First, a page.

Wednesday, June 4, 2014

Patient of the Week: Lily Johnson

Lily Johnson was referred to the VRA emergency department on January 25th after being attacked by a larger dog on a walk. The owner was able to pick her up, however, the offending dog jumped up and snatched her away from the owner. A neighbor was fortunately able to help get the owner and Lily back to their house safely. Lily was taken to a nearby veterinarian and was stabilized with pain medicine, antibiotics and fluid support. Chest x-rays were taken and revealed multiple rib fractures and pneumothorax (free air in the chest). Lily was referred to us for further aggressive care and possible surgery.

On presentation at VRA, Lily was diagnosed with a flail chest, which means that multiple ribs in a row were broken. Lily was in shock and was having a very difficult time breathing. She immediately received flow-by oxygen, pain medicine and aggressive fluid resuscitation. The left side of Lily’s chest was shaved and identified two small puncture wounds. A temporary bandage was placed over the defects and after Lily was more stable, x-rays were repeated. The chest x-rays revealed open fractures of her left ribs #5-10, a pneumothorax, a collapsed lung lobe, areas of lung bleeding/bruising, and subcutaneous emphysema. The free air in Lily’s chest had to be removed by thoracocentesis (procedure where a needle in instructed into the chest to remove any abnormal air or fluid) multiple times, revealing that there was a constant leak of air from damaged lung lobes and Lily needed to go to immediate emergency surgery.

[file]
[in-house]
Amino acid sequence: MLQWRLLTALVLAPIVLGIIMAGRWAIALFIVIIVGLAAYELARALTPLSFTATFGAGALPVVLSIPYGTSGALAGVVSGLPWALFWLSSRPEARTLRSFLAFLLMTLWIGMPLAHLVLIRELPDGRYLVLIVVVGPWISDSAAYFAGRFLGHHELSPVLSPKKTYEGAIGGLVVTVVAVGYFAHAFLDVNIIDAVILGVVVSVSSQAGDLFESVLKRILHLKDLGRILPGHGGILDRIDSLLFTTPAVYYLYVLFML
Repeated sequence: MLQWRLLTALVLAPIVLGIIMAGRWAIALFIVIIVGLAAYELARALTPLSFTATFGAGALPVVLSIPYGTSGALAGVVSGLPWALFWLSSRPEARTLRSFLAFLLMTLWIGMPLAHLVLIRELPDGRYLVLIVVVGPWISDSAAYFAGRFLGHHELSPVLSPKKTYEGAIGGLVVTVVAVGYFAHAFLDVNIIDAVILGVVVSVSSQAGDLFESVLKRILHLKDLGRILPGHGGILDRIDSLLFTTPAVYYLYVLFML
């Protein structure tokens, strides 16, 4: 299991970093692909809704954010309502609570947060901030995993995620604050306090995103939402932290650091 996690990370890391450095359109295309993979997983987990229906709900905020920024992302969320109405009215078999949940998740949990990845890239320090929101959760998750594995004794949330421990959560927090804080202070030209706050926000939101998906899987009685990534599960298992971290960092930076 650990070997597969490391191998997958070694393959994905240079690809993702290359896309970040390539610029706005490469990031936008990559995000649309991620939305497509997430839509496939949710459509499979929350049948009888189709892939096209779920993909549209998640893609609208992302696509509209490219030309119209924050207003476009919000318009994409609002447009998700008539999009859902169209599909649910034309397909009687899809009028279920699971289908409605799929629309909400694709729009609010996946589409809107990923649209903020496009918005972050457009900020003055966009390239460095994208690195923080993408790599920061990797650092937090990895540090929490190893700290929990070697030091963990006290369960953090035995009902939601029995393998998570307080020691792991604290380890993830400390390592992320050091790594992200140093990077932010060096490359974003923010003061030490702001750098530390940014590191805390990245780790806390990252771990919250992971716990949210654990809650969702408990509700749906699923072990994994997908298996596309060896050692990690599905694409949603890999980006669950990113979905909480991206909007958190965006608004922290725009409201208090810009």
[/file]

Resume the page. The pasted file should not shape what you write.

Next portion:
Surgery revealed that even though the surface wounds were small, Lily had a leaking lung lobe and multiple defects to her ribs. Her left caudal lung lobe was removed and the defects between her ribs were fixed. It is not uncommon for wounds that appear small in nature to reveal severe damage to underlying tissue and organs. A chest tube was placed on the left side of Lily’s chest which allowed us to remove any free fluid or air. Lily had a moderate to marked amount of bleeding during surgery and she was anemic post-operatively. Fortunately, Lily did not need any blood transfusions and recovered from anesthesia and surgery remarkable well. She had multiple episodes of hypoxemia (abnormally low levels of oxygen content in the body) and was placed in an oxygen cage overnight. Lily stayed in our ICU department for 3 nights on a variety of pain medication, antibiotics, intravenous fluids, anti-nausea medication and was monitored closely. Lily was discharged Tuesday, January 27th as she was eating well and comfortable on oral medication with recommendations to recheck chest x-rays in 5 days.


Post a Comment